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Article
Publication date: 13 October 2020

Jacobo Ramirez and Claudia Vélez‐Zapata

We explore and explain how academic organizations attempt to establish legitimacy in a transition to a postconflict context, and we examine the ethical challenges that…

Abstract

Purpose

We explore and explain how academic organizations attempt to establish legitimacy in a transition to a postconflict context, and we examine the ethical challenges that emerge from insightful approaches to formal education in such contexts.

Design/methodology/approach

We use legitimacy theory to present a case study of a business school in Medellin, Colombia (herein referred to by the pseudonym BS-MED) in the empirical setting of the end of the most prolonged armed conflict in the world.

Findings

We identify the mechanisms implemented by BS-MED to comply with the Colombian government's peace process and rhetoric of business profitability and the faculty members' initiatives in response to social and academic tensions.

Originality/value

This study identifies the sources of the tensions and discrepancies between the regulatory and pragmatic versus moral and cultural-cognitive criteria of legitimacy in transitions to a postconflict context. This examination advances our understanding of the challenges that organizations face regarding changes to legitimacy over time. The extreme setting of our case positions academics as key players who lead the search for legitimacy. This study challenges the understandings of legitimacy in the literature on organizations, which rarely consider broader sociopolitical transitions to a peace context.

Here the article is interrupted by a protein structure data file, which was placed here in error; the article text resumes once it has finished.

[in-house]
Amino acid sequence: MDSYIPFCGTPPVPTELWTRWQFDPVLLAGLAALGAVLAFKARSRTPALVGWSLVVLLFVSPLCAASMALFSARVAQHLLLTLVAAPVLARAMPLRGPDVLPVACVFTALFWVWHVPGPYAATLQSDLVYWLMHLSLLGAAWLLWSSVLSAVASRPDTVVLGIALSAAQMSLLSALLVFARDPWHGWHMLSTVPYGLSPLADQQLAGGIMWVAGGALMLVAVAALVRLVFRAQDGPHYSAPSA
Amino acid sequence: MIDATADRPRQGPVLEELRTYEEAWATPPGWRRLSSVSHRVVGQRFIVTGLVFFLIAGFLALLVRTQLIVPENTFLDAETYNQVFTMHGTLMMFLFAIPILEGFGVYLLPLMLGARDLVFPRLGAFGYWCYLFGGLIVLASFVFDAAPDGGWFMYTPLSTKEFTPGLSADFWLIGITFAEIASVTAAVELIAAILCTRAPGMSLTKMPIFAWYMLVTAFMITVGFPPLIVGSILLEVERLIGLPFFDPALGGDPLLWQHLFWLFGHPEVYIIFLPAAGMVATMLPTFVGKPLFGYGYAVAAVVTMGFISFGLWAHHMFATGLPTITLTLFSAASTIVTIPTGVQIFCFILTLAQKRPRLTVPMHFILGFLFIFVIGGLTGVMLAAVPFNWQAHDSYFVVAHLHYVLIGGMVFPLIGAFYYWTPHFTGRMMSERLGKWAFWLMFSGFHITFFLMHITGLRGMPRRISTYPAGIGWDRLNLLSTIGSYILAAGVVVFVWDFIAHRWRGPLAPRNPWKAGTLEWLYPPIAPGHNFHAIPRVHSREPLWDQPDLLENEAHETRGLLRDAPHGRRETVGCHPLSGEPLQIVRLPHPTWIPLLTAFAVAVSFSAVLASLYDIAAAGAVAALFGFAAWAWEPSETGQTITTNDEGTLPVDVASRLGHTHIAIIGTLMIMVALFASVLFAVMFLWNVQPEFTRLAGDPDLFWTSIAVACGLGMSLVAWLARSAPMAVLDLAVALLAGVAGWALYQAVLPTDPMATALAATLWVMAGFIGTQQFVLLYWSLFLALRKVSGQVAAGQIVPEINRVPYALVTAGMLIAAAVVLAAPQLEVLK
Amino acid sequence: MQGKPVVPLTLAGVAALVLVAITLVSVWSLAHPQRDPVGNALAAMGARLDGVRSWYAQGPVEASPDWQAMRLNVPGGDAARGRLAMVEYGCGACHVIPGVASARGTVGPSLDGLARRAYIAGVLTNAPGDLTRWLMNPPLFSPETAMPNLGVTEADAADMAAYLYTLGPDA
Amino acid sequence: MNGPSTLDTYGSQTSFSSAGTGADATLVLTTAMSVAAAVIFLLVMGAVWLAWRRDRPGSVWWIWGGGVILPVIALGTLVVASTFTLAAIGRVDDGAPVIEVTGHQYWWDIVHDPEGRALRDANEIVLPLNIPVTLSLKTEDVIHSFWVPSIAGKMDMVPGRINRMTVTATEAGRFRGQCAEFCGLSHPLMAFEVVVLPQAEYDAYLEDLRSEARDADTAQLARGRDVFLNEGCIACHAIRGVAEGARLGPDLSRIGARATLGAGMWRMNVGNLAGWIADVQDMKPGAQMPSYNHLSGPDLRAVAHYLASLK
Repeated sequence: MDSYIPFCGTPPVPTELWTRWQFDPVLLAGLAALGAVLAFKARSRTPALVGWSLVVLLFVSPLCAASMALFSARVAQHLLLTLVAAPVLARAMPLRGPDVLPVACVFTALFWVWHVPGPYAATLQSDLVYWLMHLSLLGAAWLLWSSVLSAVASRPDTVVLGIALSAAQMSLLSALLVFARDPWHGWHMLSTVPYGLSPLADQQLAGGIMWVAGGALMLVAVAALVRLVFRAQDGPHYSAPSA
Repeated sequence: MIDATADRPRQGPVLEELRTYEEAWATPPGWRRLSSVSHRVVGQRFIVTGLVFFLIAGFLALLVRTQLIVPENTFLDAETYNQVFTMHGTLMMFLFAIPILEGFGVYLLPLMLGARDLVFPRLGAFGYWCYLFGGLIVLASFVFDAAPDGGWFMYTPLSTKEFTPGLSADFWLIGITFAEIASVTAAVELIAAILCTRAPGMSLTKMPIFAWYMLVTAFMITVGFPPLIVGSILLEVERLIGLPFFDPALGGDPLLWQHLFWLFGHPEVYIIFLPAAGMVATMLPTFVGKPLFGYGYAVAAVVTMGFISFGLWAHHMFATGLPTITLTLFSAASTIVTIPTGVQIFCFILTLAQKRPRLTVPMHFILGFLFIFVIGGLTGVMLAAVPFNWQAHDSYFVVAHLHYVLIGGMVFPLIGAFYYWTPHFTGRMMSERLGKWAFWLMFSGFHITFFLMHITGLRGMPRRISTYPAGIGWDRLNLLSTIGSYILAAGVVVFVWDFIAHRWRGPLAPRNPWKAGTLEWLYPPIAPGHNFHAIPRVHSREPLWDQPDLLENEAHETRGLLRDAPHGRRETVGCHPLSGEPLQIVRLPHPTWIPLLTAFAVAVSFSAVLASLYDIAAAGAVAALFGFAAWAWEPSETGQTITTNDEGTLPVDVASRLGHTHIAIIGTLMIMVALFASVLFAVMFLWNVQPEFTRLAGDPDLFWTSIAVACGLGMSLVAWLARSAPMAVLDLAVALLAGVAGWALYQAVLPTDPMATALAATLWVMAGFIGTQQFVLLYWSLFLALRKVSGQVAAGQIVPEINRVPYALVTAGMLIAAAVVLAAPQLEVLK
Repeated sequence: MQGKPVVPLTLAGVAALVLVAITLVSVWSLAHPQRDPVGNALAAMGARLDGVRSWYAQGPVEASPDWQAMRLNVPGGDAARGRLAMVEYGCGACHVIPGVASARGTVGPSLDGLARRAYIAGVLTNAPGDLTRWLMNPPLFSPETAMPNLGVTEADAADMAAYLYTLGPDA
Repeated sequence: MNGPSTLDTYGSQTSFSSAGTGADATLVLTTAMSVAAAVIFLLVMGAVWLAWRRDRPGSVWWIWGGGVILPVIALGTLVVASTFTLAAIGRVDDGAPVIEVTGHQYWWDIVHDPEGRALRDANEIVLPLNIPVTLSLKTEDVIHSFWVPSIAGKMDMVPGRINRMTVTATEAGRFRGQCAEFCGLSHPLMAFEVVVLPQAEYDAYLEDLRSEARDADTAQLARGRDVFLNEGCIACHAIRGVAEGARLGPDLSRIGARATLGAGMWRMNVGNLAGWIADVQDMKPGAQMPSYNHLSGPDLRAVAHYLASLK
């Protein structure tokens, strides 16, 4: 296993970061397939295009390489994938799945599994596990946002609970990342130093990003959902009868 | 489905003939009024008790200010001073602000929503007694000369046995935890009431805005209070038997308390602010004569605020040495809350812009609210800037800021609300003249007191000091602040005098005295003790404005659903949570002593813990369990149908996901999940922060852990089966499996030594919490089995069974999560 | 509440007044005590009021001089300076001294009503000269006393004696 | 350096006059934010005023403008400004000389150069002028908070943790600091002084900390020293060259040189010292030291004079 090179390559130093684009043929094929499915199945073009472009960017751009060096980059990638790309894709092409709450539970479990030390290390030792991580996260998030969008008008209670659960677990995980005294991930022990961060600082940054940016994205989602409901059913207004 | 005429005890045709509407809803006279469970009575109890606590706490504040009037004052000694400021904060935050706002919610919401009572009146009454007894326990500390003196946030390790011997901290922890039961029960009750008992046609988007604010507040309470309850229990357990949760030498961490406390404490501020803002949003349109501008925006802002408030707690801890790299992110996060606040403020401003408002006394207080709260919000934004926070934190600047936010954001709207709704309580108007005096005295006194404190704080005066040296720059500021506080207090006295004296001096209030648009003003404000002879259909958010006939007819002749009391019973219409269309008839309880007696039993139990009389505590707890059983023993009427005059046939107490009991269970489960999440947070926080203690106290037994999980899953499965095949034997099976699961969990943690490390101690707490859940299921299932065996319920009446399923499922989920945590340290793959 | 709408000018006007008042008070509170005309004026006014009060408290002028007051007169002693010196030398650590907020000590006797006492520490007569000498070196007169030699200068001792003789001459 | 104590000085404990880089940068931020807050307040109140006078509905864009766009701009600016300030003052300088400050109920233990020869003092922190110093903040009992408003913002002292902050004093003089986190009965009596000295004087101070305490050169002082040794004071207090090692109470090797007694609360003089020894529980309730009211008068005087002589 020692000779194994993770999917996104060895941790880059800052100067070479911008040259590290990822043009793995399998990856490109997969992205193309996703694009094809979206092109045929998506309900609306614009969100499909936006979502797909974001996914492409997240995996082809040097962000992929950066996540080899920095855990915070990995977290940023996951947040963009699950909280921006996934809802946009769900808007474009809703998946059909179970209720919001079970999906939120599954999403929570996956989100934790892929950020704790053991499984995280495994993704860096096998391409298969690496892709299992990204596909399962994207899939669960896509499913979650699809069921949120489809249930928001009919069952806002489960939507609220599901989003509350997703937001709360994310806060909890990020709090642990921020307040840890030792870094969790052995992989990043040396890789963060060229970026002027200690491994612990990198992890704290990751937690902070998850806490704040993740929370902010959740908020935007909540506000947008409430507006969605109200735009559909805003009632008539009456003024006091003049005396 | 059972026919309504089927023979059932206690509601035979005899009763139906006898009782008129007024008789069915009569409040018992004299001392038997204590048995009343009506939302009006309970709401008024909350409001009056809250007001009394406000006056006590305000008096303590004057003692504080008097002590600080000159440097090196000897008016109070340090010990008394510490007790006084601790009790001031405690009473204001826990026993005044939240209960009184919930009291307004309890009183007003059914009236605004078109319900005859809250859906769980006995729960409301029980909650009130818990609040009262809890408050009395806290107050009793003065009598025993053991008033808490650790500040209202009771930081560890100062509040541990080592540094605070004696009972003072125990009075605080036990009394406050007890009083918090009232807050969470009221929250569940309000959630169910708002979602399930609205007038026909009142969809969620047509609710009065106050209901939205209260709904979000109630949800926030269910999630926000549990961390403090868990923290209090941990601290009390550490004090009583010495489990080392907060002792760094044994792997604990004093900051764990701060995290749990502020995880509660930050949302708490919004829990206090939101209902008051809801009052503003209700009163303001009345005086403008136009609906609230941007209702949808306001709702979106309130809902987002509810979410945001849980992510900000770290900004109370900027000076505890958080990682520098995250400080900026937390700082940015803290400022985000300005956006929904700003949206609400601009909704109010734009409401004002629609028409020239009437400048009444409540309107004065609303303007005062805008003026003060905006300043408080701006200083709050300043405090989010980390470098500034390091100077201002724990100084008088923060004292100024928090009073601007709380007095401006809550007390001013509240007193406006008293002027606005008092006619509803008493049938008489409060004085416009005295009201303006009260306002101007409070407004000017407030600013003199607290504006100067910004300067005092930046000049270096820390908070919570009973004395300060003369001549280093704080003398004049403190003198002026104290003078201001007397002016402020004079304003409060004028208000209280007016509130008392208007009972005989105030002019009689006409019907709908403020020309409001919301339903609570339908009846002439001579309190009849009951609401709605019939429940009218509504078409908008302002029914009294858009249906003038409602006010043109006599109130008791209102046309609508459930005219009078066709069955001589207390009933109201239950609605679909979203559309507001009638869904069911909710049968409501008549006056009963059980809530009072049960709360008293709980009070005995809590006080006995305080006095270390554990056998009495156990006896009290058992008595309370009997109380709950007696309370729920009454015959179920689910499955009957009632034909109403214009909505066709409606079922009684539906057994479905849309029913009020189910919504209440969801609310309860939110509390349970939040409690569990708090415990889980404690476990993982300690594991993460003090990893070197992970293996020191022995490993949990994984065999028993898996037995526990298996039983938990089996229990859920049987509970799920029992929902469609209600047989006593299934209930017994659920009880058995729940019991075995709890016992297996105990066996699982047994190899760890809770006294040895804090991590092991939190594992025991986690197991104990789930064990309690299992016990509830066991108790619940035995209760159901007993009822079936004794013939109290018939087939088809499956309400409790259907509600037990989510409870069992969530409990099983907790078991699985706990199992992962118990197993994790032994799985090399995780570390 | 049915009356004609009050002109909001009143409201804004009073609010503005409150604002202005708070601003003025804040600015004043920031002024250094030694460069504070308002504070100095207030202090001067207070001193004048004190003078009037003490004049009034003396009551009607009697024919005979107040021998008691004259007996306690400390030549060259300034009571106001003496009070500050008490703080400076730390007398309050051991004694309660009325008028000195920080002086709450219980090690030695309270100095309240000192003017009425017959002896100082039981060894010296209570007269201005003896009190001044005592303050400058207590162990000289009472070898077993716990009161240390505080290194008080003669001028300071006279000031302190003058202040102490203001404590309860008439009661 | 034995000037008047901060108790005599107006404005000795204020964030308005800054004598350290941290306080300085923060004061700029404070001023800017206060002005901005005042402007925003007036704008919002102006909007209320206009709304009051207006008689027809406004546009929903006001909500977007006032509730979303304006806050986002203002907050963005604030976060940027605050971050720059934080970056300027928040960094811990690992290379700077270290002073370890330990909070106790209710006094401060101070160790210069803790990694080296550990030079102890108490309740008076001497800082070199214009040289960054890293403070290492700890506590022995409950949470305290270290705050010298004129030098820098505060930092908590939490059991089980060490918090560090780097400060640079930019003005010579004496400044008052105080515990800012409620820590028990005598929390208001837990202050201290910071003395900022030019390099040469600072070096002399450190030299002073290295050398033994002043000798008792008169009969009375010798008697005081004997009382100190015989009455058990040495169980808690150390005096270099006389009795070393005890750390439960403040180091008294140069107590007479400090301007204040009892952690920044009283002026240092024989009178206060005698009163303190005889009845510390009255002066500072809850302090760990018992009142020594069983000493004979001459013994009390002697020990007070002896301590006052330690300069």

Details

Journal of Organizational Change Management, vol. 33 no. 6
Type: Research Article
ISSN: 0953-4814

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Article
Publication date: 21 June 2019

Adi Sapir

The purpose of this paper is to analyze the emergence of organized academic entrepreneurship in the context of institutional complexity, in which multiple institutional…

Abstract

Purpose

The purpose of this paper is to analyze the emergence of organized academic entrepreneurship in the context of institutional complexity, in which multiple institutional logics co-exist. The paper is focused on the dynamics of internal legitimation of new research commercialization initiatives and the interrelations between internal and external legitimacy and their underlying institutional logics.